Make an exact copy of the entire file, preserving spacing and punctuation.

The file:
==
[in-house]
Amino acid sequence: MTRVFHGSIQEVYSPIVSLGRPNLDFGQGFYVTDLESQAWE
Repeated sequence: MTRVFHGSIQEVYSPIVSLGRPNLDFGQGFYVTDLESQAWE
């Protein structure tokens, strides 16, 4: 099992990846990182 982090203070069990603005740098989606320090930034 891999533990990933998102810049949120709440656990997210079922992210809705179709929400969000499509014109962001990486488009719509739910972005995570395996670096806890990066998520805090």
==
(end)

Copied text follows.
[in-house]
Amino acid sequence: MTRVFHGSIQEVYSPIVSLGRPNLDFGQGFYVTDLESQAWE
Repeated sequence: MTRVFHGSIQEVYSPIVSLGRPNLDFGQGFYVTDLESQAWE
């Protein structure tokens, strides 16, 4: 099992990846990182 982090203070069990603005740098989606320090930034 891999533990990933998102810049949120709440656990997210079922992210809705179709929400969000499509014109962001990486488009719509739910972005995570395996670096806890990066998520805090």